1950 Renault 4CV

1950 Renault 4CV

Through many trials and tribulation, Louis Renault became the leading French car manufacturer, triumphing over Andre Citroen during the 1920s. As early as 1900, Renaults had adopted a sloping coal scuttle bonnet which became a distinguishing mark of the company’s products.

The engines ranged from a 1.1-litre two-cylinder through a quartet of fours of 2.1 to 7.4 litres, followed in 1908 by a 9.5-litre six. Except for the taxi-orientated twins, the emphasis was on prestige until World War I.

Following that war, Renault offered three updated fours, accounting for most of the firm’s production, and a big-block six, the Fl. Its successors, the legendary 9.1-litre 45 of 1921-29 and the 4.8-litre JY, introduced in 1923, retained integral heads, with the cylinders cast in threes. At weights in the 2270-2730kg range, top speed – not a prime consideration for this class of car at the time – was about 120 km/h for the 4.8-litre and 144 km/h for the 45.

Renaults of the 1930s gained in sales but lost distinction both mechanically and visually. Radiators were moved to the front, behind grilles imitative of those on contemporary Buicks and Chryslers. All the bodies were roomy for their respective price classes. In 1931 full sized models included a 2.4-litre four, a 3.2-litre six, and two straight-eights, the 4.2-litre Nervastella and the 7.1-litre Reinastella. The latter replaced the 45 but lacked its panache.

During the Depression decade, Renault also made small cars. The last of these was the I.0-litre Juvaquatre four of 1937-40, a four-seater, four-door saloon resembling a scaled down 1936 Ford. A slightly revised version was the newly nationalised firm’s only passenger car just after World War II.

It was succeeded in 1947 by the ingenious 4CV, a car just right for its time. This 760 cc four had been developed in secret during the war; then, before the design was made final, a distinguished prisoner named Ferdinand Porsche was co-opted as a consultant.

Like his Volkswagen, the 4CV was a rear-engined four, developing 14 kW at 4000 rpm but was liquid cooled. Among its features were replaceable cylinder liners, independent suspension all around with swing axles at the rear, a unitary body, an aluminium cylinder head, and hydraulic brakes. Fuel consumption was better than 7.0 litres per 100 km and it carried four in comfort to its maximum speed of 96 km/h.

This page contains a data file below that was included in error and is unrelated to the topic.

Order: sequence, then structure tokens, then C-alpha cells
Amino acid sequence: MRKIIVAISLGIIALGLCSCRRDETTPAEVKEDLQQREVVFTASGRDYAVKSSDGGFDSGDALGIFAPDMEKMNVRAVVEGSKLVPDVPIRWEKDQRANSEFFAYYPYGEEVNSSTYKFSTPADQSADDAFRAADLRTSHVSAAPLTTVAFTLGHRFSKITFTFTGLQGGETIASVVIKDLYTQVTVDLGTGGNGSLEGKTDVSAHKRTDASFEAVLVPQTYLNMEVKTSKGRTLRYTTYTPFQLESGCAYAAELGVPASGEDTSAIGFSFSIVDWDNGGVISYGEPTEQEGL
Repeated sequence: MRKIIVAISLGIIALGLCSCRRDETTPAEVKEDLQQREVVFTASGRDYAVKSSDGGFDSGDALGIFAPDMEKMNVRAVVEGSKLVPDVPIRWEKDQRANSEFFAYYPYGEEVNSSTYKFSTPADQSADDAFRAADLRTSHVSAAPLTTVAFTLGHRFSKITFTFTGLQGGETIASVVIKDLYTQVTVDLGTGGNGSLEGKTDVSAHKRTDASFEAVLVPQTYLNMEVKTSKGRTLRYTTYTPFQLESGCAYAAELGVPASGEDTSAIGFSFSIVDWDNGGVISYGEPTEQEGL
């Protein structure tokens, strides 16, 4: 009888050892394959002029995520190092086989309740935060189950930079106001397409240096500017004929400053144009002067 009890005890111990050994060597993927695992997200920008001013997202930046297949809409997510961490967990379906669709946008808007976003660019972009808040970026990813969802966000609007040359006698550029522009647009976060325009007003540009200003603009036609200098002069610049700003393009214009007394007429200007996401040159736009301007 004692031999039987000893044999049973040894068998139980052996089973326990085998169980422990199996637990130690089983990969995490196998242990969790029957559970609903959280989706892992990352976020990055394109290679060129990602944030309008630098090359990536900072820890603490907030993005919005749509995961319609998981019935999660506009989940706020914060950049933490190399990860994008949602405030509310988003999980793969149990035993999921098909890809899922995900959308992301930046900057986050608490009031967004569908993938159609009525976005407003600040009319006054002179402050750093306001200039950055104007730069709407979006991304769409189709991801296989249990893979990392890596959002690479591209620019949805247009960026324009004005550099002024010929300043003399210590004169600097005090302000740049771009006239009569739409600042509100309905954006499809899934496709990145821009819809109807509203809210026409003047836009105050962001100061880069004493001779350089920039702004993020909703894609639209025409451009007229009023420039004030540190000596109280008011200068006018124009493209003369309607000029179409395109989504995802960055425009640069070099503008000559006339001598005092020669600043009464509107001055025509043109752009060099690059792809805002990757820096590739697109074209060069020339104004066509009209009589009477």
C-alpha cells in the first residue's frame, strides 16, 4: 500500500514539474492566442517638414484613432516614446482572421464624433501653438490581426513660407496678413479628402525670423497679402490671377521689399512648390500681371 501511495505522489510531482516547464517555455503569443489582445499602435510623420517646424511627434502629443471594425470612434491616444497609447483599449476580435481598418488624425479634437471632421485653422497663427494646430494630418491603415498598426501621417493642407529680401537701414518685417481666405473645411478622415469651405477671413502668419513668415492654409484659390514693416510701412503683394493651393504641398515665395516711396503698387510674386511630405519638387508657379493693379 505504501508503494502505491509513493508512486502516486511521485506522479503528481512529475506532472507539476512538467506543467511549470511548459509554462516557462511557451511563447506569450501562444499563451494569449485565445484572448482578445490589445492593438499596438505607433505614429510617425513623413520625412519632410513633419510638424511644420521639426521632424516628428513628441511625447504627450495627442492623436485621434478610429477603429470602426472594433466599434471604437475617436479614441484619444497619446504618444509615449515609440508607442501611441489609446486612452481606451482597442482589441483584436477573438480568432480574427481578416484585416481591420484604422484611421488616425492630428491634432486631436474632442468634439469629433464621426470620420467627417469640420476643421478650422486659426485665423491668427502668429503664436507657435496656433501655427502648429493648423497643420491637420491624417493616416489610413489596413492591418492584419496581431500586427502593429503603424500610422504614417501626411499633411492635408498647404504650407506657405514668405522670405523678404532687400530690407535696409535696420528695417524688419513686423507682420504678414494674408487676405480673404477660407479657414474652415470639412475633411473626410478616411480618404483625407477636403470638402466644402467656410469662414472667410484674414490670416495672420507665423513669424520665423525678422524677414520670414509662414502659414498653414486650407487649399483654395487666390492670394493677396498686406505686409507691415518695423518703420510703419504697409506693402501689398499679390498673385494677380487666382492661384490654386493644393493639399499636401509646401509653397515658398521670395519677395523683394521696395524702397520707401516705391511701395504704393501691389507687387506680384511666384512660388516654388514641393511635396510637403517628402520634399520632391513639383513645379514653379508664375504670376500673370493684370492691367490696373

Its modern lines were favourably commented on but a number of potential buyers thought it too small. The rear engine also put off some buyers. Even so, orders flowed in. As well as France the car sold well in a number of other countries but Americans found it rather small for their likes. More than a million were sold before production was finally discontinued in 1961.

About Ewan Kennedy

Ewan Kennedy, a long-time car enthusiast, was Technical Research Librarian with the NRMA from 1970 until 1985. He worked part-time as a freelance motoring journalist from 1977 until 1985, when he took a full-time position as Technical Editor with Modern Motor magazine. Late in 1987 he left to set up a full-time business as a freelance motoring journalist. Ewan is an associate member of the Society of Automotive Engineers - International. An economy driving expert, he set the Guinness World Record for the greatest distance travelled in a standard road vehicle on a single fuel fill. He lists his hobbies as stage acting, travelling, boating and reading.
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